News / 28 October 2016

“The UN have to acknowledge ecocide as a crime”

Two weeks ago, the Monsanto Tribunal took place in The Hague. With this civil tribunal, activists from all over the world aim to add 'ecocide' as a crime in international laws. Zinaba Rasmane from Burkina Faso states that "currently we can't sue multinationals like Monsanto in our country for the damage they are causing."

During the Tribunal, that took place from 14 to 16 October, witnesses from 30 countries testified against Monsanto. Among them also victims of Monsanto's genetically modified (GMO) cotton in Burkina Faso.

Monsanto makes farmers dependent on their seeds
Zinaba Rasmane, activist and member of the citizen movement Balai Citoyen, represented the Collectif Citoyen pour l'Agro-Écologie (CCAE) in the People's Assembly of the Monsanto Tribunal. He explains the problem of GMO cotton: "Cotton farmers in Burkina Faso used to be independent and autonomous. They produced what they wanted, how much they wanted and when they wanted. Also, farmers who had a good harvest would save the seeds and eventually share them with their neighbours in order to sow them next year. But Monsanto made the farmers dependent on their seeds. Monsanto persuaded the farmers to use their seeds with false promises: they said the yields would be higher, the cotton of equal quality and the harvesting and production of the cotton less labor-intensive. None of this is true. On top of that, the pesticides that are necessary to grow Monsanto's cotton caused environmental damage."

Compensation for farmers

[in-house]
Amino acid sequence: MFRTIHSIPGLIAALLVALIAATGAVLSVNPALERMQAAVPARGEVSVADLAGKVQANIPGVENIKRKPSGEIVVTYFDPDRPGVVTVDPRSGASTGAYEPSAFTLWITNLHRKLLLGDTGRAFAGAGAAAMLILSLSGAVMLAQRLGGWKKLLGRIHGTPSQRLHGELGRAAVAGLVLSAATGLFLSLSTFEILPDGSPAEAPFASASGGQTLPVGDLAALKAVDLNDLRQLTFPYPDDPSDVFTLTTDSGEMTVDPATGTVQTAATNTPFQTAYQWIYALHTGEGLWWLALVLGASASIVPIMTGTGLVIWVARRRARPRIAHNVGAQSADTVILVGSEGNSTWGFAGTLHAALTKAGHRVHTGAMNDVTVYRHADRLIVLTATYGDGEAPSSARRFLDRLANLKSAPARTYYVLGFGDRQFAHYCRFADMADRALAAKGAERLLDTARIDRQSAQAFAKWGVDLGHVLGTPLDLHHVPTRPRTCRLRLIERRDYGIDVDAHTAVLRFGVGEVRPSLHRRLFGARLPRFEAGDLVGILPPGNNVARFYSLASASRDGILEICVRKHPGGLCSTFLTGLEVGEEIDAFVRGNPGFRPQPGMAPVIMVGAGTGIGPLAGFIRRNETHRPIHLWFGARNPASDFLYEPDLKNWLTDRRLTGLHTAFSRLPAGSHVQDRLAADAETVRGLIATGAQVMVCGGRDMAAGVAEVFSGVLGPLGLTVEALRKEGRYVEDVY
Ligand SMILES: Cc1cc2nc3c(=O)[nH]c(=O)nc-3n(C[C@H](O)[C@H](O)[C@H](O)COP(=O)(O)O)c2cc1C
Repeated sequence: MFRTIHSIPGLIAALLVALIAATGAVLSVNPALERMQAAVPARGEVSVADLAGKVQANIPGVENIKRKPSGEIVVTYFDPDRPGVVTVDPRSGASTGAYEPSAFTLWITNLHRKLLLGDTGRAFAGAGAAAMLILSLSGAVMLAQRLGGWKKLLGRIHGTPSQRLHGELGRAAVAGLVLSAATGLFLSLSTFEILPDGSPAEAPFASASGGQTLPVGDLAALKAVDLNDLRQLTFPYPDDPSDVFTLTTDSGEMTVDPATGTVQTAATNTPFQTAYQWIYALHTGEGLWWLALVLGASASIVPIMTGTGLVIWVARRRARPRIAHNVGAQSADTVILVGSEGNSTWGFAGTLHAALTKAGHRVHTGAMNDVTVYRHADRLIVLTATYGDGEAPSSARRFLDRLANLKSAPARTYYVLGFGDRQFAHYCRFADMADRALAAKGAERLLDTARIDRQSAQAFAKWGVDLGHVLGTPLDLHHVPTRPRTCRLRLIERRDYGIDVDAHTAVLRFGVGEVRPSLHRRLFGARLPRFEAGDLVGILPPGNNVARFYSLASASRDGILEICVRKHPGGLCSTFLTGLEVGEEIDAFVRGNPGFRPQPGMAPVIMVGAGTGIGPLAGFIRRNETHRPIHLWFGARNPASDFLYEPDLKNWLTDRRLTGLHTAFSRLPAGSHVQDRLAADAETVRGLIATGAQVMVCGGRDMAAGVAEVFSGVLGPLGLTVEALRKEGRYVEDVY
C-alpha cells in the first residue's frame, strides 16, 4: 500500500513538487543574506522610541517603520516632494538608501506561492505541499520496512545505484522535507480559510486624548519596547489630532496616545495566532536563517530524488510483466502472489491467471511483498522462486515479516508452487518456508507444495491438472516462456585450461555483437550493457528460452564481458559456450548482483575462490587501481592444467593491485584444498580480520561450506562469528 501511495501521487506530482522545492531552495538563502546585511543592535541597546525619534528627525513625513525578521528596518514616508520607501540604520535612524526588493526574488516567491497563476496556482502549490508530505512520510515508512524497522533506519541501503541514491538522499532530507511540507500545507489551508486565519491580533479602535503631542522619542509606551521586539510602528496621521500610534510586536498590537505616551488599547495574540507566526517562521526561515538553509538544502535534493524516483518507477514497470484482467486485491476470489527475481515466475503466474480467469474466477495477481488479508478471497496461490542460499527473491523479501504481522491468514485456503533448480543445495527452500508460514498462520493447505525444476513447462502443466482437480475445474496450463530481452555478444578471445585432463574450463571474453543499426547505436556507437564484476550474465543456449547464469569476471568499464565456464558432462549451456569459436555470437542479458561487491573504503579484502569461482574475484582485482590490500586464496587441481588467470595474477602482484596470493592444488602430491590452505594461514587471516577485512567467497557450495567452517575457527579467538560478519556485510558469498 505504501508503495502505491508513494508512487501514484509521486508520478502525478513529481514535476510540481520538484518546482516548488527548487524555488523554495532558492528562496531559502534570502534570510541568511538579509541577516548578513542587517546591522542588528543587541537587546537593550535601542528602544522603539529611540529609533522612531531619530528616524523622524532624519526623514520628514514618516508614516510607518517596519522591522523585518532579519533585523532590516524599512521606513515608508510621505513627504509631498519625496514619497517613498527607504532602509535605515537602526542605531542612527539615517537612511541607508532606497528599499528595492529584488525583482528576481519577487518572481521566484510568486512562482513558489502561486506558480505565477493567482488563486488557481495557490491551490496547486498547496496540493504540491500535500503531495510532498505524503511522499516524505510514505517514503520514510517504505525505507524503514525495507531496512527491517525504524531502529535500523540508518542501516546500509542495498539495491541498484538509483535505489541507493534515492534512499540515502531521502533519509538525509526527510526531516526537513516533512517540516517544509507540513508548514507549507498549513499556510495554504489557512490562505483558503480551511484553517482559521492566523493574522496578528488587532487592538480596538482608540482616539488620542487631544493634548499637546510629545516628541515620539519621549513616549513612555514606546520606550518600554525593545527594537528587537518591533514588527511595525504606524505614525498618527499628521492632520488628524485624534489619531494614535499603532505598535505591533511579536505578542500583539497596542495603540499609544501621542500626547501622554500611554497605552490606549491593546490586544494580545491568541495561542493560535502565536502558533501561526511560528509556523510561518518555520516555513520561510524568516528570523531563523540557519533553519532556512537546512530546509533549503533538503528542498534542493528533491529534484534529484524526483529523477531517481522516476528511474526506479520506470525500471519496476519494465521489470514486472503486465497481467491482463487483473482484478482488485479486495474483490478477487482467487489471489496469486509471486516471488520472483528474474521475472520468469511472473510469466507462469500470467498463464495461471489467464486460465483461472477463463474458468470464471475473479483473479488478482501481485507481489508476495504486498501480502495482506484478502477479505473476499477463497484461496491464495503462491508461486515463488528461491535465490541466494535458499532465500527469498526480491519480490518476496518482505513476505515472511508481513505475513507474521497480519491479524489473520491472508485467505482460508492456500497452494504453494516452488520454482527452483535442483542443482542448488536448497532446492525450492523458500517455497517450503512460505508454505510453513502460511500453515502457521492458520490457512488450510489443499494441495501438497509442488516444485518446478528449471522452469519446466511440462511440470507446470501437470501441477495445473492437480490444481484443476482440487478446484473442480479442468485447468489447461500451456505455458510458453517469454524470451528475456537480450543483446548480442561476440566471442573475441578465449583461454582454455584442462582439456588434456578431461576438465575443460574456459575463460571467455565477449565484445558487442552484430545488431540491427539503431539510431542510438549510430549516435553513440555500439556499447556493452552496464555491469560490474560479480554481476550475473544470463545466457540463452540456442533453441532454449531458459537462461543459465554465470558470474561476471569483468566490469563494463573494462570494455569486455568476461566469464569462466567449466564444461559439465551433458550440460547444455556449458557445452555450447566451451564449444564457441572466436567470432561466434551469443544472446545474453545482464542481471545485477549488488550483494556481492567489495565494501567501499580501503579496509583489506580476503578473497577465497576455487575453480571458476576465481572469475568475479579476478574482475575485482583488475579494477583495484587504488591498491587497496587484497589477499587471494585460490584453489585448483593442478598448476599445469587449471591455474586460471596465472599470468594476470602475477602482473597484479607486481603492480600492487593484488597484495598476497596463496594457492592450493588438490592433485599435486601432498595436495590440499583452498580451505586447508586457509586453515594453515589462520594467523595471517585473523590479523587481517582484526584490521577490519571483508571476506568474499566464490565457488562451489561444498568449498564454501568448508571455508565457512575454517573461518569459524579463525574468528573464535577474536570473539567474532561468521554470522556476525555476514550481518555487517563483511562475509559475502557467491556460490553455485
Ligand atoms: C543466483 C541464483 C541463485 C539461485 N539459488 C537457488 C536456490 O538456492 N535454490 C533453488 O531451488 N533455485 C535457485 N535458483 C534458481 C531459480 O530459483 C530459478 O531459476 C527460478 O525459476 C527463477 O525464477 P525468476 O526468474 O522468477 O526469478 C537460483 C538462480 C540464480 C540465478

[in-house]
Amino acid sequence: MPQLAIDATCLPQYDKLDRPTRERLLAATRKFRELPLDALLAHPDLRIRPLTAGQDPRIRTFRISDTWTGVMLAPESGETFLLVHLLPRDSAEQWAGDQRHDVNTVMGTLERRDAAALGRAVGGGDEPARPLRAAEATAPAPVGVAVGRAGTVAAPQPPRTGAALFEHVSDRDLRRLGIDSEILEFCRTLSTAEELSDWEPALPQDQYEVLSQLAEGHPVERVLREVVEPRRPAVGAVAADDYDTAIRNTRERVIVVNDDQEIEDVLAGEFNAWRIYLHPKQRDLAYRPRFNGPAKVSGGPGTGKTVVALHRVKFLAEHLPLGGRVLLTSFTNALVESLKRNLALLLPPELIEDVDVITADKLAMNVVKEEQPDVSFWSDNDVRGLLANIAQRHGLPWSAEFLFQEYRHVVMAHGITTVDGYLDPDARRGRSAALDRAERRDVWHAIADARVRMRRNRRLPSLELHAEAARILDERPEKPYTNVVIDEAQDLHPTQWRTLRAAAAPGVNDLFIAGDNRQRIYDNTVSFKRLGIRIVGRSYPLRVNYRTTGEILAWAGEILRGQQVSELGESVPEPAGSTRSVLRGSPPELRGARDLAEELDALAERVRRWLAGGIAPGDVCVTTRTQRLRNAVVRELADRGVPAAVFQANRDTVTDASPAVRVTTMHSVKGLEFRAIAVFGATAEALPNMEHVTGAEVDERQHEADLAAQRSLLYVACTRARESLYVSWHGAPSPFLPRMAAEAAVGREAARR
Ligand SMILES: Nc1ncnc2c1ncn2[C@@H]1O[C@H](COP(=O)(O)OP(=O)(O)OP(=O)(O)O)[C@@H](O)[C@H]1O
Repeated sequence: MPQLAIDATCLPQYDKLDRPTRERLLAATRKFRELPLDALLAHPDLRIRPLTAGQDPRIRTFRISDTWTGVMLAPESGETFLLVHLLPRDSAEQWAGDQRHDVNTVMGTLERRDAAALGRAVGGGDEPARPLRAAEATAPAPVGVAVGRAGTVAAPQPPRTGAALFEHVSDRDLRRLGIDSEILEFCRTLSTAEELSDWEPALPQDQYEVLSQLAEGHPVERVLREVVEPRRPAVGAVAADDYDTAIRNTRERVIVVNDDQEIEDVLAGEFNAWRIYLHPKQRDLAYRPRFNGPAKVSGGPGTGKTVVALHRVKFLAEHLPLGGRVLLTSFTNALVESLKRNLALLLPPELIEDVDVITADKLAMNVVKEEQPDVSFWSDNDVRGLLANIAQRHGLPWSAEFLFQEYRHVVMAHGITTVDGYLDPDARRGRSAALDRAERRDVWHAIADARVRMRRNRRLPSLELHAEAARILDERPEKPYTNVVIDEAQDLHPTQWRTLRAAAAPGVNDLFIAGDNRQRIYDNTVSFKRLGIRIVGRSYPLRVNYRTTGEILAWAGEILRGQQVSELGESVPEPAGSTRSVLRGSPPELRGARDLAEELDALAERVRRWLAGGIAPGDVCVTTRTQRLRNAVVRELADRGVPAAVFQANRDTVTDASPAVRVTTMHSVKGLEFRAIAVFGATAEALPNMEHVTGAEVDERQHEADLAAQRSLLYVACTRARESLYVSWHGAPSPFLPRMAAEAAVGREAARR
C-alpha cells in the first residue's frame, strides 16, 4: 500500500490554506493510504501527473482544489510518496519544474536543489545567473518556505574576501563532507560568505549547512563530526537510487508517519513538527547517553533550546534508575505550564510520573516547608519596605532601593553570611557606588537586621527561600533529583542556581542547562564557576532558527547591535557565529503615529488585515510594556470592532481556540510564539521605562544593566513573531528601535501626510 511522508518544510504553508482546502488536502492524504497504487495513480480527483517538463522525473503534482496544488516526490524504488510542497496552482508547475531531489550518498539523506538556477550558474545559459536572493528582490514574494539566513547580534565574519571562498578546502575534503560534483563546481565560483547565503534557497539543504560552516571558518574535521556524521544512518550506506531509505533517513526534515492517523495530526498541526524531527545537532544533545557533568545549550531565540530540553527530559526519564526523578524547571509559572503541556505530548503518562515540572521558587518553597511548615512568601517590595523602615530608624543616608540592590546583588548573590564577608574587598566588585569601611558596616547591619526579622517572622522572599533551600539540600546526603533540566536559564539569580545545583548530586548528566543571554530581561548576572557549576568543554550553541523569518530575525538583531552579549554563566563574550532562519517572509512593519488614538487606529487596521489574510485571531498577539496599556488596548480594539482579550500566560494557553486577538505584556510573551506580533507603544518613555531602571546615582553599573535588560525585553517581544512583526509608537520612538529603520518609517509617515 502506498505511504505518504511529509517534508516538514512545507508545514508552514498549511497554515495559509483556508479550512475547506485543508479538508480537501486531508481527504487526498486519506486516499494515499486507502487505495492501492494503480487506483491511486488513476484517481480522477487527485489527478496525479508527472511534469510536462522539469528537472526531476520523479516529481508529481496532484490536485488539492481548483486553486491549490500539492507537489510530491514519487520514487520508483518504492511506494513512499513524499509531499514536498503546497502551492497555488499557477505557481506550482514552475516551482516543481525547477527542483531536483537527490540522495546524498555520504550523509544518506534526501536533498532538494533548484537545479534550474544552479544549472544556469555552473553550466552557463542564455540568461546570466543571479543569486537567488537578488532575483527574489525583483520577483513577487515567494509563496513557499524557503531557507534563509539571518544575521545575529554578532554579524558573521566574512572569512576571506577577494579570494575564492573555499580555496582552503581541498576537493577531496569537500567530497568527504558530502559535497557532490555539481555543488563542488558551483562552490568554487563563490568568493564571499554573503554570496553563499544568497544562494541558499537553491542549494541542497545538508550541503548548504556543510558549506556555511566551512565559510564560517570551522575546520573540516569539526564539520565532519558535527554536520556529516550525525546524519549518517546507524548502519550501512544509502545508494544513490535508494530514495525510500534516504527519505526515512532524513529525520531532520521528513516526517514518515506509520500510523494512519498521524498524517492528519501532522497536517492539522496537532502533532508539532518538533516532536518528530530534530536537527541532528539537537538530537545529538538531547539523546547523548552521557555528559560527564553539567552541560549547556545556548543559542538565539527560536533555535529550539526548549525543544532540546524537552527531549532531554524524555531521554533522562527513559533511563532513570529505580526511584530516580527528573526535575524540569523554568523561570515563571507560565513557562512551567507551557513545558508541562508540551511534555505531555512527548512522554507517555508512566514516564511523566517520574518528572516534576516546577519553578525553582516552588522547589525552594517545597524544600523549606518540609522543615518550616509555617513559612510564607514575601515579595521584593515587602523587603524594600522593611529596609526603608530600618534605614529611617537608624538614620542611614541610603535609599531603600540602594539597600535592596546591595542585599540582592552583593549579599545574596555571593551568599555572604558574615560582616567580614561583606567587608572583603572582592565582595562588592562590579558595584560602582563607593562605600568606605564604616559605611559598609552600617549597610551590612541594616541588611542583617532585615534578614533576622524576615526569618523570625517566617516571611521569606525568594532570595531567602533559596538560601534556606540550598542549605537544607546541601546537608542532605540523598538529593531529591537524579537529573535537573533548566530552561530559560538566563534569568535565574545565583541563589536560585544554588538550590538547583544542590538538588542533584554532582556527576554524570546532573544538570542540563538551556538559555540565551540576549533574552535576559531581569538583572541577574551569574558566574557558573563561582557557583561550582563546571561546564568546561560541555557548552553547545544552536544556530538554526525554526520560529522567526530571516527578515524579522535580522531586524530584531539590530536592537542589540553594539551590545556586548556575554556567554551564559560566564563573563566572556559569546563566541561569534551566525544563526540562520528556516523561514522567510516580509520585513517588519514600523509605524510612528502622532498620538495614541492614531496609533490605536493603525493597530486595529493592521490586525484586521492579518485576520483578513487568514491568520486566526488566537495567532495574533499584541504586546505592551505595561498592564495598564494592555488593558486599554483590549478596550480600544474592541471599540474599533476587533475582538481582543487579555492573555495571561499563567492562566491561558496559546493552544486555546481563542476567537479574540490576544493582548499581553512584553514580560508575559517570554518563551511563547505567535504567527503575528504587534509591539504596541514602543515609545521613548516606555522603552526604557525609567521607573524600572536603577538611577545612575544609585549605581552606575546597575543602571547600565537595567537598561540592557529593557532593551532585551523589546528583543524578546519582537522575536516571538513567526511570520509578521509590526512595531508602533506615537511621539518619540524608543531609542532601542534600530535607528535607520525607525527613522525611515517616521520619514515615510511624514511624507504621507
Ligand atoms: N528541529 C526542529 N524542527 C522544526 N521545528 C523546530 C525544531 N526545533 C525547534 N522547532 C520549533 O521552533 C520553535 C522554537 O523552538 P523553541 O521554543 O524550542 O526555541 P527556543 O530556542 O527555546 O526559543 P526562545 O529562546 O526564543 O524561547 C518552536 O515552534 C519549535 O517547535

The cotton farmers from Burkina Faso have three requests. First, Monsanto has to stop its cotton production in Burkina Faso. Second, Monsanto has to pay the farmers compensation because they lied about the advantages of their cotton. And third, Monsanto needs to pay compensation for the environmental pollution.

The farmers from Burkina Faso and the CCAE participated in the Tribunal because under the current national law, it is not possible to sue multinationals for crimes against nature (ecocides). Even though a decision from the judges of the Monsanto Tribunal has no juridical status, it can then be used to pressurize the UN to adapt international laws. Rasmane: "If the UN acknowledge that ecocide is a crime against the environment and set up international laws, we can go to our own government with these international laws and ask them to prosecute Monsanto."

Decision in December
The judges of the Monsanto Tribunal recognized that the testimonies were substantial. They will now review the evidence and present their legal advice in December 2016 or next spring.

Both ENDS is involved in the Monsanto Tribunal as a financier.


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